Brothers Osborne - Port Saint Joe album review

Nashville-based duo serve up hatfuls of rockin’ country

Brothers Osborne - Port Saint Joe

You can trust Louder Our experienced team has worked for some of the biggest brands in music. From testing headphones to reviewing albums, our experts aim to create reviews you can trust. Find out more about how we review.

Brothers Osborne - Port Saint Joe

Brothers Osborne - Port Saint Joe

Slow Your Roll
Shoot Me Straight
I Don't Remember Me (Before You)
Weed, Whiskey And Willie
Tequila Again
A Couple Wrongs Makin' It Alright
Pushing Up Daisies (Love Alive)
Drank Like Hank
A Little Bit Trouble
While You Still Can

Order from Amazon

John and T.J. Osborne found a niche for themselves with 2016 debut Pawn Shop, which married their love of old-school country with the swampy southern rock of The Allman Brothers and Lynyrd Skynyrd. It quickly found its audience too, the album going gold in the US and cracking the Billboard Top 20.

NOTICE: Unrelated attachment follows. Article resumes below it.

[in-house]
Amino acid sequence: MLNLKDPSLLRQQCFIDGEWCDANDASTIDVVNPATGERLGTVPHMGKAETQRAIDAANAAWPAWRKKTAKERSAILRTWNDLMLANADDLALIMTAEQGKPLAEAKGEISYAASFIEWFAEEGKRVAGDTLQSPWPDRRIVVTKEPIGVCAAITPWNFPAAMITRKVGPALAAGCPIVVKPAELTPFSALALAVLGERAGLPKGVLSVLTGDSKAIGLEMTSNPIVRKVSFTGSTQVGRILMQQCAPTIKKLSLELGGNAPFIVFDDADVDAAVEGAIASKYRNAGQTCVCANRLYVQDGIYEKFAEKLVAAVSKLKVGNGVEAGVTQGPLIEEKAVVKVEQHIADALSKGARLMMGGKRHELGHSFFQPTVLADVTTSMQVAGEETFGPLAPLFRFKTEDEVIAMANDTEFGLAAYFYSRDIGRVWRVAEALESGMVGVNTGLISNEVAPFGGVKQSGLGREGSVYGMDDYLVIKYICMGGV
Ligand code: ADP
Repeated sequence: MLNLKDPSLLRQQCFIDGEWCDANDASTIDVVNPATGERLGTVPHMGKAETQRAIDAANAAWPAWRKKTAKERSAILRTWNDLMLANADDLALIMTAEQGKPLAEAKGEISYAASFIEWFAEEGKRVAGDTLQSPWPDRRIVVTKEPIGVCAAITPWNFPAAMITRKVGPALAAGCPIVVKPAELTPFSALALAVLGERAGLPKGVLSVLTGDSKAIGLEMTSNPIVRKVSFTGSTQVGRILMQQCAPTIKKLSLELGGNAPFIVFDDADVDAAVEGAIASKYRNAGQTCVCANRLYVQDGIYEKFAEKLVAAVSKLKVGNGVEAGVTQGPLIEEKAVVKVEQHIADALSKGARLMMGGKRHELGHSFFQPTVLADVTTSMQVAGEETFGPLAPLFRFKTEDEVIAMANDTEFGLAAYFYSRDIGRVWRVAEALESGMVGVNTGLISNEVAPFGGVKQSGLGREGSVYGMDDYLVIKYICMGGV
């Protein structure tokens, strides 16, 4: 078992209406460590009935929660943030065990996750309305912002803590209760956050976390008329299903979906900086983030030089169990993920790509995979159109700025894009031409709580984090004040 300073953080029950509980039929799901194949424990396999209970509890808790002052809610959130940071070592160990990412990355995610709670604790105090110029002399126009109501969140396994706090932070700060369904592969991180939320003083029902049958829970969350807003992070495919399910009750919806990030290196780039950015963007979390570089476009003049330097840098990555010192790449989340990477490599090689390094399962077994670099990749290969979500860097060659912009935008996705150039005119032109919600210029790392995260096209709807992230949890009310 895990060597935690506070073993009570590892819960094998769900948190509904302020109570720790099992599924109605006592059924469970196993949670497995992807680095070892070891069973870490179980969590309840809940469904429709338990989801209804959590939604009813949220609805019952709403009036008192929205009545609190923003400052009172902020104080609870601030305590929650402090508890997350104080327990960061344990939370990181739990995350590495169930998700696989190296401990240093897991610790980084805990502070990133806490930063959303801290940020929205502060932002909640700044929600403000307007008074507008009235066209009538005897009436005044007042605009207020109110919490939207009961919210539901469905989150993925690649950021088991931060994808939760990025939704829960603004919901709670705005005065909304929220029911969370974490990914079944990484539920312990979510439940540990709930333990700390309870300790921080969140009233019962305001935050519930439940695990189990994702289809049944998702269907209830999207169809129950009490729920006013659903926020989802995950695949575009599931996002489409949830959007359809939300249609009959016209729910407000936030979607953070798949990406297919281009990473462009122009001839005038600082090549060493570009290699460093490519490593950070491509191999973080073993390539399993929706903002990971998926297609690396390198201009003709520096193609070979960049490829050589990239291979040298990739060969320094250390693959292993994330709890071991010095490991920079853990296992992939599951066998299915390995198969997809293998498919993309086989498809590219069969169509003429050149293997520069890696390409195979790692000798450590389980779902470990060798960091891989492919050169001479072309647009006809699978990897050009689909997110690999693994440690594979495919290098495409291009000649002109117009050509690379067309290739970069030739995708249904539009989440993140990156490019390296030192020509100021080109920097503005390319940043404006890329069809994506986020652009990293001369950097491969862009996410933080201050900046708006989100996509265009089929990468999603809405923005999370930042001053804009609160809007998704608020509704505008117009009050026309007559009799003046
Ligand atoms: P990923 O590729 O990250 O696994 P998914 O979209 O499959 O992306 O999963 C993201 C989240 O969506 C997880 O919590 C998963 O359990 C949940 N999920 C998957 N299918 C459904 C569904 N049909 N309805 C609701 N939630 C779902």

Understandably, the Maryland-reared brothers have refused to fix something that ain’t broke, offering up a similar batch of goodness for their follow-up. Port Saint Joe, named after the Florida beach town they recorded in, sees them reunite with producer Jay Joyce for songs that ably showcase their whiskery hard-luck tales of romantic despair and boozy solace. 

The countrified R&B of Slow Your Roll carries echoes of Chris Stapleton, as does Weed, Whiskey And Willie. And while they tend to over-rely on Nashville’s standard lyrical tropes, the Osbornes excel on harder-rocking tunes like Shoot Me Straight, which morphs into a dazzling showcase for John’s guitar mastery.

Rob Hughes

Freelance writer for Classic Rock since 2008, and sister title Prog since its inception in 2009. Regular contributor to Uncut magazine for over 20 years. Other clients include Word magazine, Record Collector, The Guardian, Sunday Times, The Telegraph and When Saturday Comes. Alongside Marc Riley, co-presenter of long-running A-Z Of David Bowie podcast. Also appears twice a week on Riley’s BBC6 radio show, rifling through old copies of the NME and Melody Maker in the Parallel Universe slot. Designed Aston Villa’s kit during a previous life as a sportswear designer. Geezer Butler told him he loved the all-black away strip.